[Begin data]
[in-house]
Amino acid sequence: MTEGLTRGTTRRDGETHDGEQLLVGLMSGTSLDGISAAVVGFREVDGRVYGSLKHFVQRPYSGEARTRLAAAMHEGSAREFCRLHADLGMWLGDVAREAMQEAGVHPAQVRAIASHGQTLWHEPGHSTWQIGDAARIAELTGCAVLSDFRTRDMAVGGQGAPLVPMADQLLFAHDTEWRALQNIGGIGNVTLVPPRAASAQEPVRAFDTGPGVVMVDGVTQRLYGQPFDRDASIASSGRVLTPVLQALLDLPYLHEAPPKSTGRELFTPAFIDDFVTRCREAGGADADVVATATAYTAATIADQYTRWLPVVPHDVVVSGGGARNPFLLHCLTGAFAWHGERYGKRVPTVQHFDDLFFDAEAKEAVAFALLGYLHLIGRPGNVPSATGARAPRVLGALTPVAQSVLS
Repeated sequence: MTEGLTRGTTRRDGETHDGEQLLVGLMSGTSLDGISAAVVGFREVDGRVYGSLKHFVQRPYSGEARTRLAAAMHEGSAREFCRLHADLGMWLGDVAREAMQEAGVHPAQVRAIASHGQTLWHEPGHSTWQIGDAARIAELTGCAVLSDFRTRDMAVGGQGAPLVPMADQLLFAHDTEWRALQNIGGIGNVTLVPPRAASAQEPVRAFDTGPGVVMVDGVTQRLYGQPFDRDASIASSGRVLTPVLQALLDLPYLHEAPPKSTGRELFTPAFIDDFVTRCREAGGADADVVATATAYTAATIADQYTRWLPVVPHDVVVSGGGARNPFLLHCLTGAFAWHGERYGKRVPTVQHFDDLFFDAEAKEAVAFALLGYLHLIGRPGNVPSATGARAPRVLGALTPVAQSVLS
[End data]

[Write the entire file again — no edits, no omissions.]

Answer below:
[in-house]
Amino acid sequence: MTEGLTRGTTRRDGETHDGEQLLVGLMSGTSLDGISAAVVGFREVDGRVYGSLKHFVQRPYSGEARTRLAAAMHEGSAREFCRLHADLGMWLGDVAREAMQEAGVHPAQVRAIASHGQTLWHEPGHSTWQIGDAARIAELTGCAVLSDFRTRDMAVGGQGAPLVPMADQLLFAHDTEWRALQNIGGIGNVTLVPPRAASAQEPVRAFDTGPGVVMVDGVTQRLYGQPFDRDASIASSGRVLTPVLQALLDLPYLHEAPPKSTGRELFTPAFIDDFVTRCREAGGADADVVATATAYTAATIADQYTRWLPVVPHDVVVSGGGARNPFLLHCLTGAFAWHGERYGKRVPTVQHFDDLFFDAEAKEAVAFALLGYLHLIGRPGNVPSATGARAPRVLGALTPVAQSVLS
Repeated sequence: MTEGLTRGTTRRDGETHDGEQLLVGLMSGTSLDGISAAVVGFREVDGRVYGSLKHFVQRPYSGEARTRLAAAMHEGSAREFCRLHADLGMWLGDVAREAMQEAGVHPAQVRAIASHGQTLWHEPGHSTWQIGDAARIAELTGCAVLSDFRTRDMAVGGQGAPLVPMADQLLFAHDTEWRALQNIGGIGNVTLVPPRAASAQEPVRAFDTGPGVVMVDGVTQRLYGQPFDRDASIASSGRVLTPVLQALLDLPYLHEAPPKSTGRELFTPAFIDDFVTRCREAGGADADVVATATAYTAATIADQYTRWLPVVPHDVVVSGGGARNPFLLHCLTGAFAWHGERYGKRVPTVQHFDDLFFDAEAKEAVAFALLGYLHLIGRPGNVPSATGARAPRVLGALTPVAQSVLS